Ray's Comments

The comments on this web page are how I feel about things.  Sometimes you might like what I have to say and sometime you might disagree with me.   The picture on the right is me and if you look close you might be able to see that I'm cooking outdoors and I have a glass of beer next to the cooker.  That was me six years ago.  I cooked out a lot and drank a lot of beer back then.

I will be submitting my comments here from time to time.  I have no real schedule planned at this this time. If you want to comment about what I have written please email me at ray@rbjb.com.  I will publish some of your comments on this web page.  So don't email me anything you don't want made public.  Your comments can include not only what I write here but anything you want to say about any of my web pages. Please give your name, city and state that you live in.

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No. 3, 2001 

This picture is of Anthony (Tony) Basso my Grandfather.  Unfortunately, I can't remember too much about him on a first hand basis.  My Grandfather Tony died when I was young.  He died of throat cancer.  I do remember going over to his house with my Mother and Father when he was sick.  The image I remember is, him setting in a blue stuffed chair and drinking beer.  The cancer prevented him, at that time, from eating much solid food and so he drank beer. 

I also remember the stories that my Father, Uncles and Grandmother told me about him. Everyone in the family loved him so he must have been quite a guy.

My cousin, Joe Basso, another good guy, sent me a picture of "Pop's," as my Father called him, in 1999.  Joe, said in the note that came with the picture: "as a kid, I remember him well.  He was a classy guy, a cookie salesman for Loose Wiles Biscuit Company (now called Sunshine Biscuit Co.)  My dad also worked for the Loose Wiles Co."  He went on to write "your Uncle Tony, my dads brother, was a neat man."  That's quite a tribute as far as I am concerned.  The older I get the more I realize that one of the most important things in life is what people think about you when your gone. 

Tony Basso lived a robust life.   One story that I remember my father telling about him makes this clear.  It seems that one night "Pops" came home late.  He owned a bar at the time and he drank a bit now and then.  Anyway he came in the door of the house and everyone saw his clothes were dirty and he had some cuts on his face.  Everyone asked him what had happened and he said "some damn truck ran over me."  Sure enough on further examination a tire track could be seen on his chest.  It was a good thing he had a few drinks and trucks back then didn't weigh too much.

I often think about my Father.  It really wasn't that long ago that he died.  Well, maybe it was a while ago but I was old enough to not forget anything.  I live with the values that he taught me just like he lived with the values his Father taught him.  There are also many things around the house that were his and I am constantly reminded about him.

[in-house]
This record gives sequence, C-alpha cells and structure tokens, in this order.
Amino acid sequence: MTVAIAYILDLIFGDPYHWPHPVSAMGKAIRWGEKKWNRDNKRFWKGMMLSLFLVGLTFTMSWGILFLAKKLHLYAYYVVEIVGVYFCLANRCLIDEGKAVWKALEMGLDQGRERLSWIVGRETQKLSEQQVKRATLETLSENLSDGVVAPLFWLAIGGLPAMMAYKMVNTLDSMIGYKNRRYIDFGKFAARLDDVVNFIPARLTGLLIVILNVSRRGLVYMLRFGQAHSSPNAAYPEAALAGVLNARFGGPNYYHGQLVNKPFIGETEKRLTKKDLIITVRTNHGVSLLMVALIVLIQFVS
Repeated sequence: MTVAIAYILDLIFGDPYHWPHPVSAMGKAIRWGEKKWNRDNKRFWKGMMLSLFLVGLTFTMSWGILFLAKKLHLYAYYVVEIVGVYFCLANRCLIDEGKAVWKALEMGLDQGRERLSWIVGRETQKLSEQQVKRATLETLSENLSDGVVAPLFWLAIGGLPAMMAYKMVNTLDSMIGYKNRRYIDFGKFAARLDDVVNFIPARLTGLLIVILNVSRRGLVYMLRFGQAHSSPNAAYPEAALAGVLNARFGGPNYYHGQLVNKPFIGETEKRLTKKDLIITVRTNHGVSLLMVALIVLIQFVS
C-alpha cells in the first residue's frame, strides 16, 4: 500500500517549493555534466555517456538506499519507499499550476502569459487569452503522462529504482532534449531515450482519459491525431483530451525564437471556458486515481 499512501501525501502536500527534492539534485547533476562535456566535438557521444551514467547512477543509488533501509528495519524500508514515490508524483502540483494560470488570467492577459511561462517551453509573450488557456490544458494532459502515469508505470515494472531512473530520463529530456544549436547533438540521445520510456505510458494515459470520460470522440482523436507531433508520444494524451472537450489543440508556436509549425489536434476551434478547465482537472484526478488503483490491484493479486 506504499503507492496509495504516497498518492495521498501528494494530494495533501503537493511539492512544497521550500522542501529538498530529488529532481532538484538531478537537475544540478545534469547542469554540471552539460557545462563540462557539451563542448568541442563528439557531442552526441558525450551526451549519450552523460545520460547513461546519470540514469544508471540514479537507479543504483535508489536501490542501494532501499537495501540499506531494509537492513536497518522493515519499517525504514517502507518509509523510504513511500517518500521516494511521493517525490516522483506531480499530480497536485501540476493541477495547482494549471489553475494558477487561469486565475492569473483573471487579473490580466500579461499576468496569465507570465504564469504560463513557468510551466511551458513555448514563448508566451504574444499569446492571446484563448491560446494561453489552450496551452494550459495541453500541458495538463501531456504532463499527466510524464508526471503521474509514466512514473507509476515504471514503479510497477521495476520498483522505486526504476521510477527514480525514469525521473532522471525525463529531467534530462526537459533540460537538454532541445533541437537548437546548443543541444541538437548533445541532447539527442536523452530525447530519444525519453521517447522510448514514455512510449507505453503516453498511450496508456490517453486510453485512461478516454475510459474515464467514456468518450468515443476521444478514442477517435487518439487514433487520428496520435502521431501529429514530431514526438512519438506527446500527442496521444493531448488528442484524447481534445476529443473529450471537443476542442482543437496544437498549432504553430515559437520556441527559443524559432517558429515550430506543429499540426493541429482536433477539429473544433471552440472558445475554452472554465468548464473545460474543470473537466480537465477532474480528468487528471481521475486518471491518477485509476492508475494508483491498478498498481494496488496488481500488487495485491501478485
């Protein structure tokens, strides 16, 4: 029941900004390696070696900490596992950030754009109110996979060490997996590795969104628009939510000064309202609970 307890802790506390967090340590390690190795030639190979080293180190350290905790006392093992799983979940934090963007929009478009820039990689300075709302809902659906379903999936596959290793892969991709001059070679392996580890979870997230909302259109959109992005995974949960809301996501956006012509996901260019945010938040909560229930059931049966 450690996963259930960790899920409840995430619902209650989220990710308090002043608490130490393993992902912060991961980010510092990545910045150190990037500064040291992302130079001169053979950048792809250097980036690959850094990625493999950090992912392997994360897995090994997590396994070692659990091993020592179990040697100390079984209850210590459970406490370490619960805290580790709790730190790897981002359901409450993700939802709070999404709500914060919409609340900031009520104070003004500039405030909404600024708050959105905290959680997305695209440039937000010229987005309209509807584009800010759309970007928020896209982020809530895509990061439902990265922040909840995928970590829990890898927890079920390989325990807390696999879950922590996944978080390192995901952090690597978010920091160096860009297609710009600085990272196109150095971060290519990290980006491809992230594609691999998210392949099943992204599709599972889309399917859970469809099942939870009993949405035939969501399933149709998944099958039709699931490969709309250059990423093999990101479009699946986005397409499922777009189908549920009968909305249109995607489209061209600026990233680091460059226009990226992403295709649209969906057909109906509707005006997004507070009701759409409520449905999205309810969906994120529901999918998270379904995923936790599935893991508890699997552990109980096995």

I don't have much to remember my Fathers dad, Grandfather Tony.  I have some pictures, some stories and his pocket watch.  The pocket watch set in a safety deposit box for years.  A little bit ago I brought it home and looked at it from time to time.  Something happened a few months ago and I suddenly decided I should have it repaired.  So I did and it runs fine.  Well, since I wear blue jeans about 95% of the time I decided to start carrying it with me.  After all that's why blue jeans have a watch pocket. 

Well I soon found out that if I didn't wind the watch three times a day it would stop.  So I have become accustomed to winding it three times a day.  I don't really know how to explain this, but there is something really nice about winding a watch three times a day to keep it going.  I don't even miss the watch with the battery in it. It's also nice to look at this old watch and know that it is part of my family history.  I'm sure Grandfather Tony was proud of it.  I sure am. 

I think this is one of the reasons we all like barbecue so much.  It's back to the basics.  You know building a fire and cooking the meat for our family and friends.  These things are real important and were all lucky were able to do them.  In BBQ we not only have good food but we are able to meet a lot of good people and help each other.  At the Raytown contest this weekend, the awards ceremony was a real eye opener.  I was stuck at the joy everyone exhibited when their competitors won awards.

Anyway, I guess Fathers Day pushed me to write this.  I have been wanting for an excuse to tell the world, about how nice it is, to have to wind a watch three times a day.  If you have a family watch like this you might think about repairing it and using it.  Don't just put it in a box  I think little things like winding a watch teach people that you have to exert effort to live the way you want.    I know winding the watch is a small deal to some people but to me these basic things build character.   Hell a lot of our youth don't even know how to wear a baseball cap.

 Ray Basso

 

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My BYC - Review on the Grand Barbecue book and companion video